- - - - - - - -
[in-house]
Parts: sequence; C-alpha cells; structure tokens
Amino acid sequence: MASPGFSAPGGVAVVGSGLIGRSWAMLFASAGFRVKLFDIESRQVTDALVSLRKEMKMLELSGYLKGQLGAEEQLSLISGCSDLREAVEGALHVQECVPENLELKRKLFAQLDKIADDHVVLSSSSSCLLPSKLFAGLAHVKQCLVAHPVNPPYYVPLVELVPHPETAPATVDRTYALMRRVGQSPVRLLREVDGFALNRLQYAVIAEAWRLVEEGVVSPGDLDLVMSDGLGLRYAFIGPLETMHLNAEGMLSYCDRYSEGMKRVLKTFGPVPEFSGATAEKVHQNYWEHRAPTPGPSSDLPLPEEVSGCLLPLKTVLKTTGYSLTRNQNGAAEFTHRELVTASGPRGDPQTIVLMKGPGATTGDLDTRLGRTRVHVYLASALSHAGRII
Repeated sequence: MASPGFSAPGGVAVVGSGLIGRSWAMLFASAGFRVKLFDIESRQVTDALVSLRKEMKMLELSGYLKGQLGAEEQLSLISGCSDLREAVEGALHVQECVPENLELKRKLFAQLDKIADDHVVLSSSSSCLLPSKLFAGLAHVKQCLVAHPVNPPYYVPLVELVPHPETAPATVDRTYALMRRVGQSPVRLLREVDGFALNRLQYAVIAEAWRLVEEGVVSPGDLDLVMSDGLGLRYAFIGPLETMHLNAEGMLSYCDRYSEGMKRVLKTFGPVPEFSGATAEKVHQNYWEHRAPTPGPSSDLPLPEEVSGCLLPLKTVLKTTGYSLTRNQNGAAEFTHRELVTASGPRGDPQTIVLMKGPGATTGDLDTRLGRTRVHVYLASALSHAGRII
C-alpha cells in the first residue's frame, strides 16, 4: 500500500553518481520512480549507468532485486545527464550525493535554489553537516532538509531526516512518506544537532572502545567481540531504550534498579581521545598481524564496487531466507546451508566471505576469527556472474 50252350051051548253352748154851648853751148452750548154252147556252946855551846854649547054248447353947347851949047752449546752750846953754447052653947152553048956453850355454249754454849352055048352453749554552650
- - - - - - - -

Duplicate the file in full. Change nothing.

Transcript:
[in-house]
Parts: sequence; C-alpha cells; structure tokens
Amino acid sequence: MASPGFSAPGGVAVVGSGLIGRSWAMLFASAGFRVKLFDIESRQVTDALVSLRKEMKMLELSGYLKGQLGAEEQLSLISGCSDLREAVEGALHVQECVPENLELKRKLFAQLDKIADDHVVLSSSSSCLLPSKLFAGLAHVKQCLVAHPVNPPYYVPLVELVPHPETAPATVDRTYALMRRVGQSPVRLLREVDGFALNRLQYAVIAEAWRLVEEGVVSPGDLDLVMSDGLGLRYAFIGPLETMHLNAEGMLSYCDRYSEGMKRVLKTFGPVPEFSGATAEKVHQNYWEHRAPTPGPSSDLPLPEEVSGCLLPLKTVLKTTGYSLTRNQNGAAEFTHRELVTASGPRGDPQTIVLMKGPGATTGDLDTRLGRTRVHVYLASALSHAGRII
Repeated sequence: MASPGFSAPGGVAVVGSGLIGRSWAMLFASAGFRVKLFDIESRQVTDALVSLRKEMKMLELSGYLKGQLGAEEQLSLISGCSDLREAVEGALHVQECVPENLELKRKLFAQLDKIADDHVVLSSSSSCLLPSKLFAGLAHVKQCLVAHPVNPPYYVPLVELVPHPETAPATVDRTYALMRRVGQSPVRLLREVDGFALNRLQYAVIAEAWRLVEEGVVSPGDLDLVMSDGLGLRYAFIGPLETMHLNAEGMLSYCDRYSEGMKRVLKTFGPVPEFSGATAEKVHQNYWEHRAPTPGPSSDLPLPEEVSGCLLPLKTVLKTTGYSLTRNQNGAAEFTHRELVTASGPRGDPQTIVLMKGPGATTGDLDTRLGRTRVHVYLASALSHAGRII
C-alpha cells in the first residue's frame, strides 16, 4: 500500500553518481520512480549507468532485486545527464550525493535554489553537516532538509531526516512518506544537532572502545567481540531504550534498579581521545598481524564496487531466507546451508566471505576469527556472474 50252350051051548253352748154851648853751148452750548154252147556252946855551846854649547054248447353947347851949047752449546752750846953754447052653947152553048956453850355454249754454849352055048352453749554552650